The Jakarta Post
Walking under the ruthless, scorching sun along a treeless street in Jakarta during the dry season is already painful. We cannot imagine the level of destruction if two suns shine down on the capital city.
While the Earth rotates around one sun, Jakarta citizens are starting to feel the brunt of living under matahari kembar (twin suns) — two leaders who rule Jakarta as an autonomous province and as the seat of national government.
President Joko “Jokowi” Widodo, who was elected in 2014 after serving as Jakarta governor for two years, leads the country from Jakarta. Governor Anies Baswedan took office last October following a bitterly contested election he won over Jokowi’s ally, Basuki “Ahok” Tjahaja Purnama, and has since exercised his power to fulfill his campaign promises.
Since Anies decided to contest the gubernatorial election, we already anticipated that his ascendancy to the Jakarta office would constitute a political mismatch due to the silent animosity between him and President Jokowi. The two were close friends during the 2014 presidential election campaign until Jokowi dismissed Anies as the education minister in 2016, reportedly without any clear reasons.
Jokowi and Anies have met in public several times and appeared as if nothing was wrong with their relationship. But several recent events indicate they have yet to come to terms with each other.
In mid-February this year, event organizers prevented Governor Anies from accompanying President Jokowi, who was presenting the President Cup trophy. The organizers later apologized for the mistake, only after a war of words related to the incident dominated social media.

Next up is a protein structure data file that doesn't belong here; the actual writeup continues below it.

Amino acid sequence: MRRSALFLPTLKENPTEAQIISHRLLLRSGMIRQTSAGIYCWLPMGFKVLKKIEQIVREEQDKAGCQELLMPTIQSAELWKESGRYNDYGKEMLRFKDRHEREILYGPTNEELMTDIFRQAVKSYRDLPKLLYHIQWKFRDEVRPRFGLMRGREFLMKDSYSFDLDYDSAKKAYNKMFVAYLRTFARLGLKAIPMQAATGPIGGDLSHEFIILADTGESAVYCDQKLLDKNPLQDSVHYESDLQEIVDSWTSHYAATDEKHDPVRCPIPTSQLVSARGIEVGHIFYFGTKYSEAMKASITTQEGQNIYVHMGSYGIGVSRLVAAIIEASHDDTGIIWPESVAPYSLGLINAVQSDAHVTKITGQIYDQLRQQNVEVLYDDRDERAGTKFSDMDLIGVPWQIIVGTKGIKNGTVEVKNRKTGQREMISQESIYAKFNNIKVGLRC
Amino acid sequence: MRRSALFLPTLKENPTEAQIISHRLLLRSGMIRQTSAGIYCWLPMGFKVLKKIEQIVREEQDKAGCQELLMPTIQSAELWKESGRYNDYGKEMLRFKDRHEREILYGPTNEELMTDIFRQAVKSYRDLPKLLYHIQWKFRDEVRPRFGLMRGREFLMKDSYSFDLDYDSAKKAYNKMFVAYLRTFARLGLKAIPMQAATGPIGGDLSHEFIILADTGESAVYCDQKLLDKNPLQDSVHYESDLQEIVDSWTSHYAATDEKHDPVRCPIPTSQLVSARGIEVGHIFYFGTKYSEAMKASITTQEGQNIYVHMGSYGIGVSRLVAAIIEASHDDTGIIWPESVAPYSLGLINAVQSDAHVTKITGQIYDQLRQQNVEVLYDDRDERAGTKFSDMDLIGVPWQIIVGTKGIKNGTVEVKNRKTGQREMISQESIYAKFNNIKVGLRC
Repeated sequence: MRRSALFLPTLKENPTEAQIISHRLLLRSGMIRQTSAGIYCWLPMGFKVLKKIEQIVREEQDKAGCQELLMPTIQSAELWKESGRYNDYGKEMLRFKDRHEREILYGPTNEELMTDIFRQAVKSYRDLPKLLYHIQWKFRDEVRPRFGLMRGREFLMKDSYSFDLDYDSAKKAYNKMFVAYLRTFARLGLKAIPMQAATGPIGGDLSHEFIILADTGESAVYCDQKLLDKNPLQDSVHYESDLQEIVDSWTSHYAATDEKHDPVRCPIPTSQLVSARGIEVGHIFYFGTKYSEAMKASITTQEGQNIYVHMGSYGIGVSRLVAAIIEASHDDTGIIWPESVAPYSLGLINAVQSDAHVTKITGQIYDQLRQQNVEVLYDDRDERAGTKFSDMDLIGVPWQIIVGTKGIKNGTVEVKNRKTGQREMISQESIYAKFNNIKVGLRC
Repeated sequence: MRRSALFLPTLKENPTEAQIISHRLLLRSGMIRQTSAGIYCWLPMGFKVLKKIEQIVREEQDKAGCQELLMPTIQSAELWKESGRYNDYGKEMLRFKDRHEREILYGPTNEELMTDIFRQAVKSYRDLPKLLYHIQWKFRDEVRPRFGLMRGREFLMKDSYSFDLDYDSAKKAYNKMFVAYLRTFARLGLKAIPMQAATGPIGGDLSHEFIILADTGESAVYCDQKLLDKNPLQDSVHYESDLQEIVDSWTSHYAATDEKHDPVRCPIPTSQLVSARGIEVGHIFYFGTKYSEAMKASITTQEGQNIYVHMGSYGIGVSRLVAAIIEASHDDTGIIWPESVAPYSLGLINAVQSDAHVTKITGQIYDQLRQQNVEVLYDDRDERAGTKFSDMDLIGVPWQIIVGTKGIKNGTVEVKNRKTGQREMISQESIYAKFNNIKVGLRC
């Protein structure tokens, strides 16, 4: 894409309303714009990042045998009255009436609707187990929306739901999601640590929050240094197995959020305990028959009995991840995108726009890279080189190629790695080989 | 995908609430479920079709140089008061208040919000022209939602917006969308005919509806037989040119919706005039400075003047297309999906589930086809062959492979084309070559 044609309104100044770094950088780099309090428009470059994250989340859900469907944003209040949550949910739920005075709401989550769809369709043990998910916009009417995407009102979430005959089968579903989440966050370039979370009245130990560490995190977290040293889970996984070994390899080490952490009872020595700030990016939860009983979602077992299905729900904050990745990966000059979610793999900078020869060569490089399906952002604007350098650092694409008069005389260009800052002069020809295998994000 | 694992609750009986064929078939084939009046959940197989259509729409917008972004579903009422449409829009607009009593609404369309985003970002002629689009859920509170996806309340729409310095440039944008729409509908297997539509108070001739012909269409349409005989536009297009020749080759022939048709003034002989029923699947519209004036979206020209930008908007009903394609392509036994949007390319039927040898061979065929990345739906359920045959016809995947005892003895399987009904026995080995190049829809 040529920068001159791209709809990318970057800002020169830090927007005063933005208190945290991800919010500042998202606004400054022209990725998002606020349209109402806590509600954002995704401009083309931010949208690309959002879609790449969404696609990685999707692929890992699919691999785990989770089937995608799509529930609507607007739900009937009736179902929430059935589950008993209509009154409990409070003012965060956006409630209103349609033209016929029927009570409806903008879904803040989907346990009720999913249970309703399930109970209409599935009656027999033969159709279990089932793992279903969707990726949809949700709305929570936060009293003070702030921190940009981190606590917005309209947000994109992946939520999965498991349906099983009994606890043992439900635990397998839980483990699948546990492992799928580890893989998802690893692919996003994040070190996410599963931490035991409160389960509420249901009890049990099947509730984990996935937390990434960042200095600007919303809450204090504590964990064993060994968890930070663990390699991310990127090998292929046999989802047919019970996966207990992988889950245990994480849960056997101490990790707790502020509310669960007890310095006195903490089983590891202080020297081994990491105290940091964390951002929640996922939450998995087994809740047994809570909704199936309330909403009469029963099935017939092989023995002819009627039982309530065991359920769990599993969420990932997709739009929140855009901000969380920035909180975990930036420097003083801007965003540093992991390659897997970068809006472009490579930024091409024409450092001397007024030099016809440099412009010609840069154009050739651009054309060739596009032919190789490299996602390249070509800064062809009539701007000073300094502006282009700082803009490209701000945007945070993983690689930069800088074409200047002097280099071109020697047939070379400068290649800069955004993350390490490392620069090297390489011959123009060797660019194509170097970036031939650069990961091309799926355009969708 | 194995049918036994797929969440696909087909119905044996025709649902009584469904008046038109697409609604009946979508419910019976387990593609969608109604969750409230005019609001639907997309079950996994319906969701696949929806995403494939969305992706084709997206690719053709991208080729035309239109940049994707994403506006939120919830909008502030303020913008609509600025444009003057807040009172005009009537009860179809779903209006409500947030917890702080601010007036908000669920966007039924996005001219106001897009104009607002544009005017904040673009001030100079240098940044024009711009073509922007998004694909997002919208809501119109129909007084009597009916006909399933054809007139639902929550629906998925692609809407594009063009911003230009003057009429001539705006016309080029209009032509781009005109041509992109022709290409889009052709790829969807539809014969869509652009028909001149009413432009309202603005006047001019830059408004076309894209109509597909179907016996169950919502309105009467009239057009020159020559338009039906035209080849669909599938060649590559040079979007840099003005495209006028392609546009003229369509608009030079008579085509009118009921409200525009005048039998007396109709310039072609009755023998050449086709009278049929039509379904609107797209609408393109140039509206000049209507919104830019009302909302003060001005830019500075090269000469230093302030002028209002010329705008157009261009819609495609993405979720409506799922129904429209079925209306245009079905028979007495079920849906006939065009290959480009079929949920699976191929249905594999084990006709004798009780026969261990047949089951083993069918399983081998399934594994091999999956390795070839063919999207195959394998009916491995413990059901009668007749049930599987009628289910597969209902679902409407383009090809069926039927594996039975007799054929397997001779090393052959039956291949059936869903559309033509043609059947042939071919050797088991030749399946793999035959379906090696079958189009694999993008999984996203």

New controversies have arisen as Jakarta is gearing up for the Asian Games, which kicks off on Aug. 18, but the city is far from ready to welcome guests from 45 countries across the continent. Seeing the Jakarta administration’s decision to cover up the smelly, garbage-filled Sentiong River across from the athletes village in Kemayoran, Central Jakarta, as failing to be a solution, the Public Works and Housing Ministry provided 28 portable pumps to divert the flow of the murky river to the Sunter River nearby in a bid to reduce the foul odor.
Earlier, the ministry decided to speed up the work on roads and sidewalks on Jakarta’s thoroughfare of Jl. Sudirman.
The central government’s apparent intervention in Jakarta affairs climaxed when the State Civilian Bureaucracy Commission announced its recommendation that Anies reinstate 16 Jakarta officials, including five mayors and a regent, who he had dismissed. The commission said the replacement did not follow procedures. Anies, unsurprisingly, was angry with the move, which he said was politically motivated.
It’s safe to say there is a gap between Jokowi and Anies and they share the responsibility to improve their communication, putting the well-being of the public behind their egos. Their continuing feud will only do more harm than good. Perhaps the public is eagerly waiting until Aug. 10 to know whether they will finally fight head-on in the upcoming presidential election, but such ambitions should not sacrifice the people.